Pope Expresses 'Shame and Remorse' to Irish Catholics
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(March 20) – Pope Benedict XVI sent an impassioned and unprecedented pastoral letter to the people of Ireland Saturday, apologizing for decades of clerical sexual abuse but placing the blame squarely on Irish bishops.
The Pope said Irish bishops "failed, at times, grievously," and "serious mistakes were made" when confronted with clerical sexual abuse. He called the abuse, which was outlined in devastating detail in two investigations released last year in Ireland, "sinful and criminal."
Surprisingly, the Pope also put some of the blame on Ireland itself, for becoming more secular and abandoning old-school Catholicism.
"The church in your country has had to confront new and serious challenges to the faith arising from the rapid transformation and secularization of Irish society," he wrote.
"Fast-paced social change has occurred, often adversely affecting people's traditional adherence to Catholic teachings and values."
But Benedict made it clear that he understood the misery endured by victims of abuse and asked them to forgive the church.
"You have suffered grievously and I am truly sorry," the Pope wrote. "I know that nothing can undo the wrong you have endured. Your trust has been betrayed and your dignity has been violated."
Thousands of Irish children were raped, molested, beated and otherwise abused by parish priests and by nuns and brothers in Catholic-run schools and orphanages, according to investigations between 2005 and 2009 by the Irish government.
No bishops ever reported the abuse to police until the first victims sued the church in 1996.
Benedict acknowledged the horrors faced by the victims and said he understood their anger.
""Many of you found that, when you were courageous enough to speak of what happened to you, no one would listen," he wrote. "Those of you who were abused in residential institutions must have felt that there was no escape for your sufferings."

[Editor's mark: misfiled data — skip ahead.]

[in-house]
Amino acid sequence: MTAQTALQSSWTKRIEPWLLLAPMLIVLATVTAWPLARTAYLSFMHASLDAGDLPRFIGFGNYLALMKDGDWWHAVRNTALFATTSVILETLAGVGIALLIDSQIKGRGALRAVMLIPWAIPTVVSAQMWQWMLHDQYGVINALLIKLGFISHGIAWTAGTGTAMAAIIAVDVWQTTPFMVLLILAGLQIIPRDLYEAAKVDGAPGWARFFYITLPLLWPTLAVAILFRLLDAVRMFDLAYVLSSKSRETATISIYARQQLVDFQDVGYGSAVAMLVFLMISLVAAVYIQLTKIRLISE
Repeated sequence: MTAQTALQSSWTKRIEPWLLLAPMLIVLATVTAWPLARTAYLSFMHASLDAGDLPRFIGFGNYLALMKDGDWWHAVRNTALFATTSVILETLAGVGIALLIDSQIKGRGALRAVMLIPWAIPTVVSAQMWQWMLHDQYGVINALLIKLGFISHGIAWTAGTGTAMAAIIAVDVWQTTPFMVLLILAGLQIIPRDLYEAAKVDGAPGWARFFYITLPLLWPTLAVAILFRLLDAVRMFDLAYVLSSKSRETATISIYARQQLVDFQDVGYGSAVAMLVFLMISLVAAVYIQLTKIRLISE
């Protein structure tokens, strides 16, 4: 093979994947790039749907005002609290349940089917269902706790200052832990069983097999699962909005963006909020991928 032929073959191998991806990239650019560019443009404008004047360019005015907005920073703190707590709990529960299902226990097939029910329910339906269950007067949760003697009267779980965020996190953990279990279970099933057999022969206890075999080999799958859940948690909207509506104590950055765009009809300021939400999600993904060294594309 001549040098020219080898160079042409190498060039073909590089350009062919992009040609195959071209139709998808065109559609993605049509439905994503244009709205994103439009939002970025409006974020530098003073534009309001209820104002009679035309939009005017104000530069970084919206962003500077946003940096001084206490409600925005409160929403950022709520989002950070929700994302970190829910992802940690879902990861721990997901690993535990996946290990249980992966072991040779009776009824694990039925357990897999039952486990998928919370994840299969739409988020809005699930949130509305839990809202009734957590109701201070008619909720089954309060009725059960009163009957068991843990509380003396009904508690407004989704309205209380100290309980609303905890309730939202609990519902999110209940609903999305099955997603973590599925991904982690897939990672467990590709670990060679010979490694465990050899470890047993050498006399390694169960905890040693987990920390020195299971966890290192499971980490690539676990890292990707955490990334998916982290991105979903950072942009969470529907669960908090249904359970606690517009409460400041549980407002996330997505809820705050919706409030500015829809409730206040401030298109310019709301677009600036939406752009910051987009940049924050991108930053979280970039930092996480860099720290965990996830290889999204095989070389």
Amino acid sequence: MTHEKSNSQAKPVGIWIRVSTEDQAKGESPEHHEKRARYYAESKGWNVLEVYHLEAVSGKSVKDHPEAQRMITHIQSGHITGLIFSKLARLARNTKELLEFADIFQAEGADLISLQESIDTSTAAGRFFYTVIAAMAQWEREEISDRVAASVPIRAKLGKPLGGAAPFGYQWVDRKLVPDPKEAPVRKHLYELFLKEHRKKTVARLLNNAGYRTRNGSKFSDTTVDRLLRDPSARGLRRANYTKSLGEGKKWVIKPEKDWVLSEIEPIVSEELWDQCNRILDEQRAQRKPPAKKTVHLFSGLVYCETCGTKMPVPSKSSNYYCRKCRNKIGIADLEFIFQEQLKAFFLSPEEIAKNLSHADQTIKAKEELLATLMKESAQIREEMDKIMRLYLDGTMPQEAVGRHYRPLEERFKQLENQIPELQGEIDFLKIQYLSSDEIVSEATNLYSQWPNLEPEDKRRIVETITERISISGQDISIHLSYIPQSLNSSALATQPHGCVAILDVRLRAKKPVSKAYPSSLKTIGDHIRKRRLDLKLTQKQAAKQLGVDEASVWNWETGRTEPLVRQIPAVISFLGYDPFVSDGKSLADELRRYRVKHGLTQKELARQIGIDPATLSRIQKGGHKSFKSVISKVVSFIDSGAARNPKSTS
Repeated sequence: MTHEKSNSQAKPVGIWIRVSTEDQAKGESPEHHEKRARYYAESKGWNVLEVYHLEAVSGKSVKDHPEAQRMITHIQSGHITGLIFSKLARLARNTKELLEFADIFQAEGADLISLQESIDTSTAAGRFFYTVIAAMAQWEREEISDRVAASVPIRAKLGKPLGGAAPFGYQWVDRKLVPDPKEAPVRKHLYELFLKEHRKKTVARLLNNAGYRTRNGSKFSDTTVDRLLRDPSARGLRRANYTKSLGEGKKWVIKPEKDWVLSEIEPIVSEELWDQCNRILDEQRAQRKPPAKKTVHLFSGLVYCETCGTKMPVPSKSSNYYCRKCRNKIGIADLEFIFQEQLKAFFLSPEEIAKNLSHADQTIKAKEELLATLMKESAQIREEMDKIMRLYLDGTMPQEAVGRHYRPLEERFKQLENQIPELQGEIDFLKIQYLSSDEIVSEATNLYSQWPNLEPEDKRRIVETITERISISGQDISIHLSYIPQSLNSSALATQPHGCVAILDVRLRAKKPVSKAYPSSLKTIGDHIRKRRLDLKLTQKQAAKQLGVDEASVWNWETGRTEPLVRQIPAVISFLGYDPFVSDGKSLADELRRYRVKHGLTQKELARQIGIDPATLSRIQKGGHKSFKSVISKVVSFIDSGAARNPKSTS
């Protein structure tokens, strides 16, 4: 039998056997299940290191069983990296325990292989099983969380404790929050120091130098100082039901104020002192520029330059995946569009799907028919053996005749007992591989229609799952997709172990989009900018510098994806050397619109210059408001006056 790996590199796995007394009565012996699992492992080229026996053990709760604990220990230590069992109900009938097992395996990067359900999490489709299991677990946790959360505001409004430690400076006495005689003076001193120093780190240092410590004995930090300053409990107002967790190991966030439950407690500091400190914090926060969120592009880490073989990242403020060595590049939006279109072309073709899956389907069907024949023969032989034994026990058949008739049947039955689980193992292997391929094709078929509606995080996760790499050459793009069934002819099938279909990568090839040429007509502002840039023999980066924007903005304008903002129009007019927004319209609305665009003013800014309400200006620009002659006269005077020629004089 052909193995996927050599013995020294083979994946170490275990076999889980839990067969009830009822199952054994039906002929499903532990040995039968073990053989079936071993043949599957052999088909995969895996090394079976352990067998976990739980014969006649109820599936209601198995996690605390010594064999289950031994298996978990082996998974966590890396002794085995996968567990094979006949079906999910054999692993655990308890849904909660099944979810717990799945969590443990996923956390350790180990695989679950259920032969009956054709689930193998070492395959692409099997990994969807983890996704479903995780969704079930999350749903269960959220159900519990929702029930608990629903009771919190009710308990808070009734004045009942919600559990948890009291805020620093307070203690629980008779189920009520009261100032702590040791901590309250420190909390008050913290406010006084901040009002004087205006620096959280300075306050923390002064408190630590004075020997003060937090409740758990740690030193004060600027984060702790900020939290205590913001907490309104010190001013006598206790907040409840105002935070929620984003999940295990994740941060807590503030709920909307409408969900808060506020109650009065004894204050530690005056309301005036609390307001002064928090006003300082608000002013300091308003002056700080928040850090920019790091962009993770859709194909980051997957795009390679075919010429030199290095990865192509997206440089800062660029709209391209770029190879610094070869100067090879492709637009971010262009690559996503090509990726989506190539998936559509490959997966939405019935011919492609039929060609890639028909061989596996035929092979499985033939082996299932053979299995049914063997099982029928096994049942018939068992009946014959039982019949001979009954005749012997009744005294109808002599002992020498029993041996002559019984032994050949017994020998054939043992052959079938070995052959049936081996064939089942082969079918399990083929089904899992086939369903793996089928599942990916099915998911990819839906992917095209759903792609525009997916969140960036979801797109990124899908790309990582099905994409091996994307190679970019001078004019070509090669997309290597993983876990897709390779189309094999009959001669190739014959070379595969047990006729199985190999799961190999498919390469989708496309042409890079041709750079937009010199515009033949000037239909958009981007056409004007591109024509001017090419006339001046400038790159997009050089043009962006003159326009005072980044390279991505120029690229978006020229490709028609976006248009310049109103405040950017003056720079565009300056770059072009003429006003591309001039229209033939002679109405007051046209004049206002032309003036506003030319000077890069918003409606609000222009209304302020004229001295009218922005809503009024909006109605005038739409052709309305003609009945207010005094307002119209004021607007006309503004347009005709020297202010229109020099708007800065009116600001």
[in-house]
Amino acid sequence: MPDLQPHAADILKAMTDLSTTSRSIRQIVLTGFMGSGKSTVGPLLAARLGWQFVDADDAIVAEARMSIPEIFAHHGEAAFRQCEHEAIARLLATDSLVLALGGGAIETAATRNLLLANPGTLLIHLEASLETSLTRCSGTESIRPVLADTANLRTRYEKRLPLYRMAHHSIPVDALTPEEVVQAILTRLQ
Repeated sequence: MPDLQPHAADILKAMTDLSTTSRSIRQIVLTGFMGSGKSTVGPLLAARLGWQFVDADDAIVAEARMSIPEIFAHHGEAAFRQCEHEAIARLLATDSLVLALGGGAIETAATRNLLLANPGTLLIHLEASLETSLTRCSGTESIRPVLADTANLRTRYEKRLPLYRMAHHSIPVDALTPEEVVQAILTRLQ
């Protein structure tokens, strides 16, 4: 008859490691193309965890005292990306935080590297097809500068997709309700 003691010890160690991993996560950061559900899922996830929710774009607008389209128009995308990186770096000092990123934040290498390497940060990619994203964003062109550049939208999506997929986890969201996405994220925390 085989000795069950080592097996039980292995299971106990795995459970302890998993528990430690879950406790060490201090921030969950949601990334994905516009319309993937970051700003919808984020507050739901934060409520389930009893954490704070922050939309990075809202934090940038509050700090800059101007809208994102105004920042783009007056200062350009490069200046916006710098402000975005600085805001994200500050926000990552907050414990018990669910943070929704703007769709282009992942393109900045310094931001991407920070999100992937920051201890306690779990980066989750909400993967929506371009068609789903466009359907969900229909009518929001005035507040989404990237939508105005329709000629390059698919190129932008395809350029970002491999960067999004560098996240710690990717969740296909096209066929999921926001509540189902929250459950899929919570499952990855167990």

"It is understandable that you find it hard to forgive or be reconciled with the Church," he continued. "In her name, I openly express the shame and remorse that we all feel."
The highly-anticipated, 4600-word letter, which will be read at evening masses Saturday and Sunday all over Ireland, promised a Vatican probe, called an "apostolic visitation," into certain dioceses in Ireland. The Vatican ordered a similar probe in the U.S. after 2002.
There was no mention of the Vatican bearing any responsibility for the abuse in Ireland and no indication that any immediate disciplinary measures were planned for Irish church officials involved in covering up child sexual abuse.
The Pope's harshest words were aimed at the clergy who abused children.
"You betrayed the trust that was placed in you by innocent young people and their parents," he wrote. "You have forfeited the esteem of the people of Ireland and brought shame and dishonor among your confreres."
Though the Pope wrote that " the problem of child abuse is peculiar neither to Ireland or the Church," his tone in the letter sounded oddly at times as if Ireland were the only country to be facing the results of the sexual abuse of children by Catholic priests.
The U.S. faced a massive Catholic sexual abuse scandal in 2002 and similar scandals are now erupting in the Netherlands, Germany, Austria and Brazil.
The Pope cited the country's long history of "persecution" and "recent decades of secularization" as some of the many cultural and societal factors that left Irish Catholics more vulnerable to "the disturbing problem of child sexual abuse."
Maeve Lewis, director of the Irish abuse survivors' group, One in Four, said she was "astounded at the Pope's assertion that that the roots of clerical sexual abuse lie in the secularization of Irish society, the falling off of religious devotion and failures to adhere to canon law."
"This shows a complete misunderstanding of the dynamics of sexual violence, and creates little hope that the Church will ever respond effectively to the problem," Lewis said.
Lewis added that the Pope blamed the Irish church without mentioning the Vatican's role.
"If the Church cannot acknowledge this fundamental truth, it is still in denial," she said.
In contrast, Irish Cardinal Sean Brady, under fire himself for his role in indirectly helping cover up the sexual abuse of Ireland's worst pedophile priest, Brendan Smyth, said he "welcomed" the letter during a Saturday address in Armagh.
"It is evident from the Pastoral Letter that Pope Benedict is deeply dismayed by what he refers to as 'sinful and criminal acts and the way the Church authorities in Ireland dealt with them,'" Brady said.